Whether it’s fake news or money in politics, we’re still arguing over the First Amendment, and their book lays out the origins of the argument just after the first World War.  

🎧 The World’s Biggest Problem | On the Media | WNYC Studios

Listened to The World's Biggest Problem from On the Media | WNYC Studios

The messaging behind the Green New Deal; a former insider's look at Facebook's problems; a potential solution; and the godfathers of the modern newspaper column.

At Tuesday's State of the Union, President Trump continued to call for a wall at the southern border. Meanwhile, some Democrats point to the real crisis: climate change. A look at the messaging of urgency and hope around the Green New Deal. And, a former mentor to Mark Zuckerberg lays out his deep criticisms of Facebook. Then, a Facebook employee makes the case for one potential solution. Plus, a new documentary about Pete Hamill and Jimmy Breslin, two New York City reporters, who helped turn column writing into an art form.

1. Kate Aronoff [@KateAronoff], contributing writer with The Intercept, on how Democrats are selling the urgent need to address climate change. Listen.

2. Roger McNamee [@Moonalice], author of Zucked: Waking Up to the Facebook Catastrophe, on the damage that Facebook has done. Listen.

3. Andy O'Connell [@facebook], manager of content distribution and algorithm policy at Facebook, on the network's new "Supreme Court" for content moderation.  Listen.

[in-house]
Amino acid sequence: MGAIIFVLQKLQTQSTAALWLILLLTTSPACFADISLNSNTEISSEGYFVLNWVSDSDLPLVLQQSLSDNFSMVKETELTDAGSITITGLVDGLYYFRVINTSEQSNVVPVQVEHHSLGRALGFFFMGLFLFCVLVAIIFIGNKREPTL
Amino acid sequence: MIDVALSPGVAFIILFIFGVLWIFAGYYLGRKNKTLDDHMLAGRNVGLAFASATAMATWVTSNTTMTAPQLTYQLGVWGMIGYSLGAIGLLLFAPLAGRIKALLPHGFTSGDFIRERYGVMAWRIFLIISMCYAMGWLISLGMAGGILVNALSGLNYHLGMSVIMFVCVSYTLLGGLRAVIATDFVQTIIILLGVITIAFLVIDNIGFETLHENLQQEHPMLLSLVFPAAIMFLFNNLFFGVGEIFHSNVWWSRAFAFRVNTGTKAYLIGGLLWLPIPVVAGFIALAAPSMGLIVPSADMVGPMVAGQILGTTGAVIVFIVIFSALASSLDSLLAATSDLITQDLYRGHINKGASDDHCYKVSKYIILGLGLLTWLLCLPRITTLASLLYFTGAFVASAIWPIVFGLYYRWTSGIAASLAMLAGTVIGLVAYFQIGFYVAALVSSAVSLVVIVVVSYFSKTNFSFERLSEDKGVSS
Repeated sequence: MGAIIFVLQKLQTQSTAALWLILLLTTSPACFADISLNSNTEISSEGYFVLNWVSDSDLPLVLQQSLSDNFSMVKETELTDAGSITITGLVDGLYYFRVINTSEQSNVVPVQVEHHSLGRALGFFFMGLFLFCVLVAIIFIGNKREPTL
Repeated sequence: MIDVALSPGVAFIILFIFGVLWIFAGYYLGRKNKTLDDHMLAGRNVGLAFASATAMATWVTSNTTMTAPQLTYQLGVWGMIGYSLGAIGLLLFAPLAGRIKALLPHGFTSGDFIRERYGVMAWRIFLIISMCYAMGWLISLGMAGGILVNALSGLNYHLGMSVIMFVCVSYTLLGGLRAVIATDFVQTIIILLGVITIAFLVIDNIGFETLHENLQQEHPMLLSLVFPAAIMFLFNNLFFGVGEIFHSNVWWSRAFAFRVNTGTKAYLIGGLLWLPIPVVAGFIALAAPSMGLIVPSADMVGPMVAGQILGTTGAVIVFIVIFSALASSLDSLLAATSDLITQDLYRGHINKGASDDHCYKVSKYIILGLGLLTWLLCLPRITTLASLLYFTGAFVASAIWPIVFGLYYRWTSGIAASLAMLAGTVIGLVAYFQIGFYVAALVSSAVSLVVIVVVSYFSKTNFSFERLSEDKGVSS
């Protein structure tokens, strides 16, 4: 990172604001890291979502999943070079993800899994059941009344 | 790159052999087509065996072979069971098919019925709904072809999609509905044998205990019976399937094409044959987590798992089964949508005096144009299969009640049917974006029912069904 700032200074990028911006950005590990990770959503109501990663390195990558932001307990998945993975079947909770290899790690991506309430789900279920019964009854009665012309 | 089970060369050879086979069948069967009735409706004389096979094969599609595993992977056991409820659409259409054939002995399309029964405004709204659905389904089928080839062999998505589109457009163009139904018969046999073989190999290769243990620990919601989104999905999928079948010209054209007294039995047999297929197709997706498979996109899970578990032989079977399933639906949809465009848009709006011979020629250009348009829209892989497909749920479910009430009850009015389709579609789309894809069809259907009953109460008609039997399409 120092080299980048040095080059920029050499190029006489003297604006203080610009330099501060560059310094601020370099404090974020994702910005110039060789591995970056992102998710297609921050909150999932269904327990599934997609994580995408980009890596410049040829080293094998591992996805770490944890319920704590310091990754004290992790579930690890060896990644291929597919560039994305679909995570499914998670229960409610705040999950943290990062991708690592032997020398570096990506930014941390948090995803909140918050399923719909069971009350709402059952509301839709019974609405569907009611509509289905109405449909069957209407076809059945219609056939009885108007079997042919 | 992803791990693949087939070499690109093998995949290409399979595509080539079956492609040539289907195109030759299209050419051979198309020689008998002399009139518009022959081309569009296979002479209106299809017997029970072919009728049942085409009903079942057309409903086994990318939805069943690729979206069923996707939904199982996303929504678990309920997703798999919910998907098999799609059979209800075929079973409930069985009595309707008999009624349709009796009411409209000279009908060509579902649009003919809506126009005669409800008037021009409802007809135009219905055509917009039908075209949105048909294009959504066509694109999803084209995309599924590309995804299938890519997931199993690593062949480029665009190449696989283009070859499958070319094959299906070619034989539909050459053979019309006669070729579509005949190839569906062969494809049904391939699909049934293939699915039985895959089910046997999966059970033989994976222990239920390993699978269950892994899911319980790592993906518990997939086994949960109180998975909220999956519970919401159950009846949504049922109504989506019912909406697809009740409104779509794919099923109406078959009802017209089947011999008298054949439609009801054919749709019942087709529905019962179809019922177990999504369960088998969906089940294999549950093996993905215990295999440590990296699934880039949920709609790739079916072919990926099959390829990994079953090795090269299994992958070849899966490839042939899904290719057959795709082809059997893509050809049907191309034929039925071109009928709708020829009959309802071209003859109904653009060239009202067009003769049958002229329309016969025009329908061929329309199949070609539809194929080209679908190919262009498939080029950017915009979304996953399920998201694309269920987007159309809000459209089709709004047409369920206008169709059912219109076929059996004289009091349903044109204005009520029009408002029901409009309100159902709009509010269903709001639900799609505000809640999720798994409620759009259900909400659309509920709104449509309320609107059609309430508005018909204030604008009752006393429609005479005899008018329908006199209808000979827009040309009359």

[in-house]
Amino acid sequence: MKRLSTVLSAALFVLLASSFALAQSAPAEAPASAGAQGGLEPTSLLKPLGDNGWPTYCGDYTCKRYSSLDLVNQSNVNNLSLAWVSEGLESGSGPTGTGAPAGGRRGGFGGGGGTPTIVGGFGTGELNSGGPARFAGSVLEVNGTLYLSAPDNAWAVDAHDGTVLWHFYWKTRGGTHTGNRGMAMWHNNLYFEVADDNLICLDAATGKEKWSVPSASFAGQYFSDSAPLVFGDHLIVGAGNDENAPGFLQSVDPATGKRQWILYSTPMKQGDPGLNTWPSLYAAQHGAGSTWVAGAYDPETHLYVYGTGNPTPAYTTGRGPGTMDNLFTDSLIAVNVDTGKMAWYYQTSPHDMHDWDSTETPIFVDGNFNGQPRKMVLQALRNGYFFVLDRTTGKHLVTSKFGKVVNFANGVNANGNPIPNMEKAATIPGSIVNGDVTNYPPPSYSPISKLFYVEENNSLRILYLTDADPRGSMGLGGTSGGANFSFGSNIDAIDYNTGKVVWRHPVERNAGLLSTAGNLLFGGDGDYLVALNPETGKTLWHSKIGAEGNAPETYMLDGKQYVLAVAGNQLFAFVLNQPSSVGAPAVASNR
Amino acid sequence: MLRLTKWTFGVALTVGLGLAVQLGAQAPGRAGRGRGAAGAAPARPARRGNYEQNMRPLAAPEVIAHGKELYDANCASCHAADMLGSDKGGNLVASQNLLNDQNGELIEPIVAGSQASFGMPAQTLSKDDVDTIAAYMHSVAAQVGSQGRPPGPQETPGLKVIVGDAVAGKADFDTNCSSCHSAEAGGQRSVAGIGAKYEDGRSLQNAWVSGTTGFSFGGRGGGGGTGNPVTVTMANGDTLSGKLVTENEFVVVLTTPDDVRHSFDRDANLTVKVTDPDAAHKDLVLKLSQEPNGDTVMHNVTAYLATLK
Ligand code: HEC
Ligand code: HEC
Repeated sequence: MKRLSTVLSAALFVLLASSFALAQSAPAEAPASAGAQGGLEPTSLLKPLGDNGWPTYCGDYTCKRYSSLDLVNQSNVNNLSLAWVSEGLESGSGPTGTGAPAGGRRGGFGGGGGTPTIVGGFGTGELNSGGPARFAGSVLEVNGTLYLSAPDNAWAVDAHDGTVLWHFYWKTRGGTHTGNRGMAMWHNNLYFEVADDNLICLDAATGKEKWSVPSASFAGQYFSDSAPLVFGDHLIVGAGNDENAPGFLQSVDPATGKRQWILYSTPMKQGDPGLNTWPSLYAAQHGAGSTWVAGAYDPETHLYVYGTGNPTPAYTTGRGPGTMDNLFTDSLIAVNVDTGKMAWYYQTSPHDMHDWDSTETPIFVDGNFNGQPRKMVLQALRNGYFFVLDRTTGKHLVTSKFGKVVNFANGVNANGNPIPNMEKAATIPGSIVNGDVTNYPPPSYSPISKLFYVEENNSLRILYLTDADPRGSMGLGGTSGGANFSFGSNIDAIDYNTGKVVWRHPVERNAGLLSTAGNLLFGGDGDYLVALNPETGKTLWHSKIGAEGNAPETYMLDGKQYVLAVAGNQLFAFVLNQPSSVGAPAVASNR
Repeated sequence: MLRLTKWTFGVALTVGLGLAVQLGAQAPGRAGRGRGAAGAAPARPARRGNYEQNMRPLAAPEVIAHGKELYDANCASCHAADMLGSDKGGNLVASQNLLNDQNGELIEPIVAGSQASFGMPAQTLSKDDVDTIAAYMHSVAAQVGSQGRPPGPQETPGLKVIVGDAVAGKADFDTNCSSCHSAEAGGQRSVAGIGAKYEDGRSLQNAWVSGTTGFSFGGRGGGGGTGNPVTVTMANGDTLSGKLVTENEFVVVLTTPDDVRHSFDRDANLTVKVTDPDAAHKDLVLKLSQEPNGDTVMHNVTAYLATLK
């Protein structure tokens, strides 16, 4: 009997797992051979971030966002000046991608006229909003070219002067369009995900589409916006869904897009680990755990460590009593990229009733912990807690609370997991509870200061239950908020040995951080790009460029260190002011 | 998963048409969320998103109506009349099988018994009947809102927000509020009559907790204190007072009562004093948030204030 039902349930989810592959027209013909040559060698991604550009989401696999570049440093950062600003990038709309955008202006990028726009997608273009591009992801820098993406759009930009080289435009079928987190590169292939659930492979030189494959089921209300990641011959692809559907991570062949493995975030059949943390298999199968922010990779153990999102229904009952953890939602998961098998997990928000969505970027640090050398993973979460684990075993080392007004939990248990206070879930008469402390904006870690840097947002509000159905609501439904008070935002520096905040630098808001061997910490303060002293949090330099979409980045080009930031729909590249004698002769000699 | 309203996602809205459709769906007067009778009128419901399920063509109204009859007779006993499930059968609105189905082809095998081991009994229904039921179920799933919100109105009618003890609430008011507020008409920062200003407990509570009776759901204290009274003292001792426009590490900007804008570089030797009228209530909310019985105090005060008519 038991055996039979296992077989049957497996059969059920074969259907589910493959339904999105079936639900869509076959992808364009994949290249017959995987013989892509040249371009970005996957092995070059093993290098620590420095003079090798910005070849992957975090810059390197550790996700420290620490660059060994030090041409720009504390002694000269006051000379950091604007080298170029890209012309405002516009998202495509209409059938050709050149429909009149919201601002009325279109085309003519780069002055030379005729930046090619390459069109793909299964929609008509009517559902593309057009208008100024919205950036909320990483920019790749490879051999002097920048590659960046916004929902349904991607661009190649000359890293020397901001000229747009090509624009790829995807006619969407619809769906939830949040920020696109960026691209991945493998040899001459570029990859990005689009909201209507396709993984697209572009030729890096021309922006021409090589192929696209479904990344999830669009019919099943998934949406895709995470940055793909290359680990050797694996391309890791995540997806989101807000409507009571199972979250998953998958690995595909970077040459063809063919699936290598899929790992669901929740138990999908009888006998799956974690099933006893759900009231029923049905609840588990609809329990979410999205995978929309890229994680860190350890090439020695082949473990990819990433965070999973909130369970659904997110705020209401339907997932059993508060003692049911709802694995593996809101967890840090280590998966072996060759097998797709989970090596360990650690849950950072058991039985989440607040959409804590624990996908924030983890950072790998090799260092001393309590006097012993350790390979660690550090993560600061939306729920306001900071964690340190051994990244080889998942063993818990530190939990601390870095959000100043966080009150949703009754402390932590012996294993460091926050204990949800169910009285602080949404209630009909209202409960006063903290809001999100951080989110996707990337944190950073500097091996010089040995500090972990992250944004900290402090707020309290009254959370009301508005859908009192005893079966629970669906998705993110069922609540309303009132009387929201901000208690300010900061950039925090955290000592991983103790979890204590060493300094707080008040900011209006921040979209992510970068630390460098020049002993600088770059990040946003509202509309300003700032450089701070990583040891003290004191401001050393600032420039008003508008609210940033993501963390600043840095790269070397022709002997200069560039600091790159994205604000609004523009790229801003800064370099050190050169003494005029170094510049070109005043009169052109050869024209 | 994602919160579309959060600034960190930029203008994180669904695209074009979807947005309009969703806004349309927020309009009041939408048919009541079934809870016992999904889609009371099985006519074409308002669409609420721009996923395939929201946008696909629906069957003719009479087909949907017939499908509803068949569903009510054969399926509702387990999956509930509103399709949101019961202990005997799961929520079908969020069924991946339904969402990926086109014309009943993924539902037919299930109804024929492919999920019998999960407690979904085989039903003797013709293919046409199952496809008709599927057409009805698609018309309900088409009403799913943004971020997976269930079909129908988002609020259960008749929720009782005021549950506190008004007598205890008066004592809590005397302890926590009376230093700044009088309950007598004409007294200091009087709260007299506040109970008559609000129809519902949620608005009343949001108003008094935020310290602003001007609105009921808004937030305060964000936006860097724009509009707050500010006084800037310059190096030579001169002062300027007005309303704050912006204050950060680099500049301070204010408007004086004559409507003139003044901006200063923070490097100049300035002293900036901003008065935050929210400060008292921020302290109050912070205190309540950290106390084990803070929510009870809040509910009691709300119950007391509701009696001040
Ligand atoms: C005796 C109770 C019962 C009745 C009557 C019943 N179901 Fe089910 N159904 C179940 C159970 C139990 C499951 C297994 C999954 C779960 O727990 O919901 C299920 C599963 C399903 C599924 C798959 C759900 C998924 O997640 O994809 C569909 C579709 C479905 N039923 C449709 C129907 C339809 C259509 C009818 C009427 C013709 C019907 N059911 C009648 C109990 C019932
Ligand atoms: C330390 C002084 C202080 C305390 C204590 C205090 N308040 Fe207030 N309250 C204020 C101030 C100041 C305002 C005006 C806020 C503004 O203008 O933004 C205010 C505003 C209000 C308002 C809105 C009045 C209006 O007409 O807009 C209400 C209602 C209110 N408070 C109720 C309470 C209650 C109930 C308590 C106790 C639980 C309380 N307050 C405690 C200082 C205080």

4. Jonathan Alter [@jonathanalter], filmmaker and journalist, on the legacy of two masterful newspaper columnists. Listen.

🎧 Misery in the Name of Liberty | On the Media | WNYC Studios

Listened to Misery in the Name of Liberty from On the Media | WNYC Studios

The Venezuelan press has been facing repression for years. This week, On the Media explores how journalists in the country are struggling to cover the standoff between two men who claim to be president. Also, how both the history of American interventionism and the legacy of Simón Bolívar color coverage of Venezuela. Plus, a critical look at the images coming out of Chinese internment camps.

1. Mariana Zuñiga [@marazuniga], freelance reporter based in Caracas, on her experience covering Venezuela's presidential standoff. Listen

2. Miguel Tinker Salas [@mtinkersalas], professor of history at Pomona College, on the legacy of Simón Bolívar. Listen.

3. Stephen Kinzer [@stephenkinzer], professor of international relations at Brown University, on the history of American intervention in Latin America. Listen

4. Rian Thum [@RianThum], senior research fellow at the University of Nottingham, on the internment of Uighurs by the Chinese government. Listen

I particularly liked the segment on the journalistic issue of photos seen in outlets which are supplied by the Chinese government and what they tell or don’t about the state of the journalism related to the Uighurs.